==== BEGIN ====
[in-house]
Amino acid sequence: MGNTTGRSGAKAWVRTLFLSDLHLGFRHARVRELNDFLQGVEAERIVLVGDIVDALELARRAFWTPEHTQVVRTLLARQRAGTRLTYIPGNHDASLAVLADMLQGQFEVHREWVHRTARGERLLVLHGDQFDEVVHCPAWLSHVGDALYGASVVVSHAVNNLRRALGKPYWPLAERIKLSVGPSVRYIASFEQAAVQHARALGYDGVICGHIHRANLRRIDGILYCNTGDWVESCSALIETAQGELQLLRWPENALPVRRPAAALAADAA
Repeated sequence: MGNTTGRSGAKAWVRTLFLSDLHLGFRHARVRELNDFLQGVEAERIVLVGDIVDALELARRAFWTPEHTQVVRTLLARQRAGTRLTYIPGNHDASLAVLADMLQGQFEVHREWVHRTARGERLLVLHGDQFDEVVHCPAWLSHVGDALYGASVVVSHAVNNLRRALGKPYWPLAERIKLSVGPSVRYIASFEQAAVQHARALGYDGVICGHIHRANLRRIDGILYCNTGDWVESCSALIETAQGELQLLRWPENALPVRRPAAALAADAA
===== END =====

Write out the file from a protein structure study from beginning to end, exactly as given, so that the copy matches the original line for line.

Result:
[in-house]
Amino acid sequence: MGNTTGRSGAKAWVRTLFLSDLHLGFRHARVRELNDFLQGVEAERIVLVGDIVDALELARRAFWTPEHTQVVRTLLARQRAGTRLTYIPGNHDASLAVLADMLQGQFEVHREWVHRTARGERLLVLHGDQFDEVVHCPAWLSHVGDALYGASVVVSHAVNNLRRALGKPYWPLAERIKLSVGPSVRYIASFEQAAVQHARALGYDGVICGHIHRANLRRIDGILYCNTGDWVESCSALIETAQGELQLLRWPENALPVRRPAAALAADAA
Repeated sequence: MGNTTGRSGAKAWVRTLFLSDLHLGFRHARVRELNDFLQGVEAERIVLVGDIVDALELARRAFWTPEHTQVVRTLLARQRAGTRLTYIPGNHDASLAVLADMLQGQFEVHREWVHRTARGERLLVLHGDQFDEVVHCPAWLSHVGDALYGASVVVSHAVNNLRRALGKPYWPLAERIKLSVGPSVRYIASFEQAAVQHARALGYDGVICGHIHRANLRRIDGILYCNTGDWVESCSALIETAQGELQLLRWPENALPVRRPAAALAADAA